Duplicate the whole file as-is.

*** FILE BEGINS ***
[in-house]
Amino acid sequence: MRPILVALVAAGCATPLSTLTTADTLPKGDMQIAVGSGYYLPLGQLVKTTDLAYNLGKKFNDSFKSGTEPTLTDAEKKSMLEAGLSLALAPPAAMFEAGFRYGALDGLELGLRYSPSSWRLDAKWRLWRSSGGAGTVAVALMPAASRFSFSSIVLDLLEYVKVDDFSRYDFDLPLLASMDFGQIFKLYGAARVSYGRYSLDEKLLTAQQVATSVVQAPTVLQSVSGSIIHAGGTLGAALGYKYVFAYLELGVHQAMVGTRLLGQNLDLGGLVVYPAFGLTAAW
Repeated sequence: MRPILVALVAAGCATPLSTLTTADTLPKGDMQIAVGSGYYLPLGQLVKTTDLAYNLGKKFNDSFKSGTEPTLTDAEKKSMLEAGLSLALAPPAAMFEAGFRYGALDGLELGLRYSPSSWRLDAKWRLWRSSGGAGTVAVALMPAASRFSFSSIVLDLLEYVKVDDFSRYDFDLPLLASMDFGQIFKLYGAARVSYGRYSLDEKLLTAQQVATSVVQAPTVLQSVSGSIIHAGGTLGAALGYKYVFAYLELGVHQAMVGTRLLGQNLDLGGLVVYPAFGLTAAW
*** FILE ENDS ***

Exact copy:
[in-house]
Amino acid sequence: MRPILVALVAAGCATPLSTLTTADTLPKGDMQIAVGSGYYLPLGQLVKTTDLAYNLGKKFNDSFKSGTEPTLTDAEKKSMLEAGLSLALAPPAAMFEAGFRYGALDGLELGLRYSPSSWRLDAKWRLWRSSGGAGTVAVALMPAASRFSFSSIVLDLLEYVKVDDFSRYDFDLPLLASMDFGQIFKLYGAARVSYGRYSLDEKLLTAQQVATSVVQAPTVLQSVSGSIIHAGGTLGAALGYKYVFAYLELGVHQAMVGTRLLGQNLDLGGLVVYPAFGLTAAW
Repeated sequence: MRPILVALVAAGCATPLSTLTTADTLPKGDMQIAVGSGYYLPLGQLVKTTDLAYNLGKKFNDSFKSGTEPTLTDAEKKSMLEAGLSLALAPPAAMFEAGFRYGALDGLELGLRYSPSSWRLDAKWRLWRSSGGAGTVAVALMPAASRFSFSSIVLDLLEYVKVDDFSRYDFDLPLLASMDFGQIFKLYGAARVSYGRYSLDEKLLTAQQVATSVVQAPTVLQSVSGSIIHAGGTLGAALGYKYVFAYLELGVHQAMVGTRLLGQNLDLGGLVVYPAFGLTAAW